When considering our opportunities for leveraging change—adopting new ways of doing things within institutions of higher education—we are often confronted with the question: “What does it take to get people to jump on board?” Too often we provide information, but the barriers to adoption are not always (and perhaps seldom) lack of information. Barriers to adoption of innovative ways of doing work are more often attitudes, values, or strong feelings. This misinterpretation of what is needed to promote change is often true in our efforts to work with students, too. Students often are reluctant to engage in student success efforts—not because they don’t understand the opportunity—but probably because they have fear, anxiety, or social barriers to participating.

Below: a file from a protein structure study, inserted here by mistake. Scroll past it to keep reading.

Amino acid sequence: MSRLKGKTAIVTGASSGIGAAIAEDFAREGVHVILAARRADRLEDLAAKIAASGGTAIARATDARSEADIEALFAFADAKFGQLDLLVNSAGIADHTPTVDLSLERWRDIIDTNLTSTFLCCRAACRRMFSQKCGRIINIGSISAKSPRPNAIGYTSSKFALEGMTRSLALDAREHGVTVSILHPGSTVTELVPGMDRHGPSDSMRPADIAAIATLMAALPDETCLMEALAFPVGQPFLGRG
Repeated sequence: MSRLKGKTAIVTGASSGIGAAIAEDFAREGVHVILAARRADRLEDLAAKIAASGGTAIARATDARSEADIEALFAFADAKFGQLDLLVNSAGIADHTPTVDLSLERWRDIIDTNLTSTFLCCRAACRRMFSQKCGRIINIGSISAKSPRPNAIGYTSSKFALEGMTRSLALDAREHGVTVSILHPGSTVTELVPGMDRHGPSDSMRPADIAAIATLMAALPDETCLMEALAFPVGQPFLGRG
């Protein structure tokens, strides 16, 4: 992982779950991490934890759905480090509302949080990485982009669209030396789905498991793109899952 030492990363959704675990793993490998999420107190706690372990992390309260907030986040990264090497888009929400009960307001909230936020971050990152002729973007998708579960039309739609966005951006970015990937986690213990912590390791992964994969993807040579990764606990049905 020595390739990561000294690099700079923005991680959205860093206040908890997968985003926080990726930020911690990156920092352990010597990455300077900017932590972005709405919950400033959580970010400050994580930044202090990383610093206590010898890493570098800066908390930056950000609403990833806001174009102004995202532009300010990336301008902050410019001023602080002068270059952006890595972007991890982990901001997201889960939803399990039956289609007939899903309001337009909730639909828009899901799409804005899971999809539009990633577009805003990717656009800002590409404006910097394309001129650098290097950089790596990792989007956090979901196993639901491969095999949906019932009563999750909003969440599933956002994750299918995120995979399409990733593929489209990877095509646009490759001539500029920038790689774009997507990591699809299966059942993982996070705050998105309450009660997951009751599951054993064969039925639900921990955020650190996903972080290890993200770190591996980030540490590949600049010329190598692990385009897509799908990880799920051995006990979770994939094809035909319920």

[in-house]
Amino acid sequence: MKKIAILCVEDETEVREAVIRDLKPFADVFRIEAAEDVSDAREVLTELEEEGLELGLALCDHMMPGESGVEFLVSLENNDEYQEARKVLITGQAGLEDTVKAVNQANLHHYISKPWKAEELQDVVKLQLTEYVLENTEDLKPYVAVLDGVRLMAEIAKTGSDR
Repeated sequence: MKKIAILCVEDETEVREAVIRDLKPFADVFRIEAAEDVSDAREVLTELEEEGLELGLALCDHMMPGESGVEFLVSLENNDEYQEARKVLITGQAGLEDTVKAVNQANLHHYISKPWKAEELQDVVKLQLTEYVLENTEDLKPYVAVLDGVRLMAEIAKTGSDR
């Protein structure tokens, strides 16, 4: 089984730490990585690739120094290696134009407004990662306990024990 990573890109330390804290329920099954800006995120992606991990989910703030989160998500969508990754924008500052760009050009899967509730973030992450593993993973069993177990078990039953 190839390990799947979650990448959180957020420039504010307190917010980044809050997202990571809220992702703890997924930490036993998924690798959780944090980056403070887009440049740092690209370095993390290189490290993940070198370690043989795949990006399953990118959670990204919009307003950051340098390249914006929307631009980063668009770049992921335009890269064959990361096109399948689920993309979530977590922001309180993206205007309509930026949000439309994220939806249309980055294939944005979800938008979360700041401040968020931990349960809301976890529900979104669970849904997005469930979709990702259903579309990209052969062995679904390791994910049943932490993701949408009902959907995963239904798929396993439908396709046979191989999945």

We may be best situated when we focus on motivating students, faculty, staff, and the community, rather than informing them over and over.
We often know what needs to be done, but struggle with developing strategies to get the work completed. This problem is related to the aforementioned point—that strategies require more complex and robust processes to build than merely gathering and distributing data.